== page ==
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Clinical Investigations: AIRWAY EDEMA |

Swimming-Induced Pulmonary Edema*: Clinical Presentation and Serial Lung Function FREE TO VIEW

Yochai Adir, MD; Avi Shupak, MD; Amnon Gil, MD; Nir Peled, MD; Yoav Keynan, MD; Liran Domachevsky, MD; Daniel Weiler-Ravell, MD, FCCP
Author and Funding Information

*From IDF Medical Corps (Drs. Adir, Shupak, Gil, Peled, Keynan, and Domachevsky), Israel Naval Medical Institute; and the Division of Respiratory Physiology and Chest Disease (Dr. Weiler-Ravell), Carmel Medical Center, Haifa, Israel.

Correspondence to: Yochai Adir, MD, Israel Naval Medical Institute, PO Box 8040, 31 080 Haifa, Israel; e-mail: adir-sh@zahav.net.il



Chest. 2004;126(2):394-399. doi:10.1378/chest.126.2.394
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Published online

Background: Acute pulmonary edema has been noted in swimmers and divers, and has been termed swimming-induced pulmonary edema (SIPE). The mechanisms and consequences of SIPE are unknown, and there are currently no series of carefully evaluated patients with this condition. Herein we report the clinical presentation, incidence of recurrence, findings on physical examination, chest radiography, and oxygen saturation in 70 trainees with a diagnosis of SIPE. We also report the results of forced spirometry in a subgroup of 37 swimmers.

Methods: SIPE was diagnosed when severe shortness of breath and cough were reported during or after swimming, and were associated with evidence of pulmonary edema. During the years from 1998 to 2001, 70 cases of SIPE were documented in young healthy male subjects participating in a fitness-training program. Physical examination and pulse oximetry were performed immediately. Chest radiographs were obtained in all cases 12 to 18 h following onset of symptoms. In 37 swimmers, spirometry was performed at the time of chest radiography and again after 7 days.

Results: All subjects complained of severe shortness of breath. Sixty-seven of the 70 subjects (95.7%) had a prominent cough; in 63 subjects (90%), there was significant sputum production. Hemoptysis was observed in 39 subjects (55.7%). Mean arterial oxygen saturation after swimming was 88.4 ± 6.6% breathing air, compared with 98 ± 1.7% breathing air at rest before the start of the swimming trial (mean ± SD) [p < 0.001]. Chest radiographs obtained 12 to 18 h after swimming were normal in all cases. Sixteen trainees (22.9%) had a recurrence of SIPE. Spirometry demonstrated restrictive lung function, which persisted for a week.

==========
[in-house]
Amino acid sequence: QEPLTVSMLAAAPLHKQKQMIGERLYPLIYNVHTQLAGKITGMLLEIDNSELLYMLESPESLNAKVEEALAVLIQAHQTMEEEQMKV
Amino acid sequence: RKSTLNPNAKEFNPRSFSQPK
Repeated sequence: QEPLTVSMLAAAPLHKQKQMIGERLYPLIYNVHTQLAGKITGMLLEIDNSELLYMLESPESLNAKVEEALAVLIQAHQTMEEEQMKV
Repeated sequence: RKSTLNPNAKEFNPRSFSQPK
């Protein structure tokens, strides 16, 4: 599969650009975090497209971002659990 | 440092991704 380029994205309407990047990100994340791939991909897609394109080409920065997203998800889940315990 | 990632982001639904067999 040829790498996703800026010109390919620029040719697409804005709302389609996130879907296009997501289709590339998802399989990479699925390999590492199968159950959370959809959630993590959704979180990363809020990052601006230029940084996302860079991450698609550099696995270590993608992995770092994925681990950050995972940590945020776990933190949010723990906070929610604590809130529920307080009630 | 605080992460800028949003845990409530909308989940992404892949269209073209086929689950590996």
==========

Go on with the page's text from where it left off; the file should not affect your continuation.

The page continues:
Conclusions: In our trainee population, SIPE is a not uncommon, often recurrent phenomenon that significantly influences performance. It is not clear what predisposes to its occurrence or recurrence and what, if any, are its long-term effects.

Figures in this Article

To fulfil its function, the blood-gas barrier (BGB) in the mammalian lung has to satisfy two conflicting requirements. It has to be very thin, to allow adequate gas exchange by passive diffusion, and must at the same time be strong enough to withstand high capillary pressures during exercise to avoid stress-induced mechanical failure.1 During maximal exercise in normal subjects, the capillary pressure at the base of the lung has been estimated to exceed 25 mm Hg, a level that exerts great stress on the capillary endothelium.14 Indeed, it is well known that some thoroughbred racehorses may have alveolar bleeding during maximal exercise. This bleeding has been attributed to a mean pulmonary artery pressure and pulmonary capillary pressures of up to 120 mm Hg and 100 mm Hg, respectively.57 Animal studies810 have shown that the elevated capillary pressure results in structural damage to the BGB, including disruption of areas of the capillary endothelium, basement membrane, and epithelium. These changes diminish alveolar septal barrier function and allow for the development of high-permeability pulmonary edema.

The prevalence of exercise-induced pulmonary edema in humans is unknown and is probably underreported. Hopkins et al11 demonstrated in elite human athletes that brief intense exercise results in alteration of the BGB, with increased RBC and protein concentrations in BAL fluid.